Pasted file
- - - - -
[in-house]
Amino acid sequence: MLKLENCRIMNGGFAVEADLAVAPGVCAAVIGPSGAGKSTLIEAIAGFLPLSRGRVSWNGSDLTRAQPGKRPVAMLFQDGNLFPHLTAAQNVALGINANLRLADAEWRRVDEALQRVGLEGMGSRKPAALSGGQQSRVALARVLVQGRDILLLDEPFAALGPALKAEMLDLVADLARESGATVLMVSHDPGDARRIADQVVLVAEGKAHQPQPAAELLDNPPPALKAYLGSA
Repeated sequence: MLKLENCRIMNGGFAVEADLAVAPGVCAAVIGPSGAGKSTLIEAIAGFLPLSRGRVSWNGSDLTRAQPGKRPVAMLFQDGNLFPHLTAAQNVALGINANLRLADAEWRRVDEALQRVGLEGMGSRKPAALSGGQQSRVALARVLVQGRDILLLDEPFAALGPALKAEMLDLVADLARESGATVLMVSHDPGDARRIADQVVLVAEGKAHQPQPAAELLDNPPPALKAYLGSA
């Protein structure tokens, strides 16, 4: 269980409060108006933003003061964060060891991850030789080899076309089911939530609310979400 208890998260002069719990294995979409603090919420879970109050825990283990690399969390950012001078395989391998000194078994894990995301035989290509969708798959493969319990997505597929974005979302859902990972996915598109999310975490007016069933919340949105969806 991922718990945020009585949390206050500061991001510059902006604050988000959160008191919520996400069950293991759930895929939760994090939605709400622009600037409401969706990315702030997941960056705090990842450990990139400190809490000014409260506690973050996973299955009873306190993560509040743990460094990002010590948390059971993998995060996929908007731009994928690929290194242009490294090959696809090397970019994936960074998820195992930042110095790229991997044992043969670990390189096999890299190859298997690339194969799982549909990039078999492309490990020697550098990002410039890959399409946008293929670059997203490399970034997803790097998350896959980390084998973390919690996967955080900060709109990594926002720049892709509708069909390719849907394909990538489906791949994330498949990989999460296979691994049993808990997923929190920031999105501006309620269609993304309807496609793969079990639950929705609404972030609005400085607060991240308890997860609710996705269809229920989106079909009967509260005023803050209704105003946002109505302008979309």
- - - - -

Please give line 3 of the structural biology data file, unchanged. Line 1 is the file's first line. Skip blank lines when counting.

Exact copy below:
Repeated sequence: MLKLENCRIMNGGFAVEADLAVAPGVCAAVIGPSGAGKSTLIEAIAGFLPLSRGRVSWNGSDLTRAQPGKRPVAMLFQDGNLFPHLTAAQNVALGINANLRLADAEWRRVDEALQRVGLEGMGSRKPAALSGGQQSRVALARVLVQGRDILLLDEPFAALGPALKAEMLDLVADLARESGATVLMVSHDPGDARRIADQVVLVAEGKAHQPQPAAELLDNPPPALKAYLGSA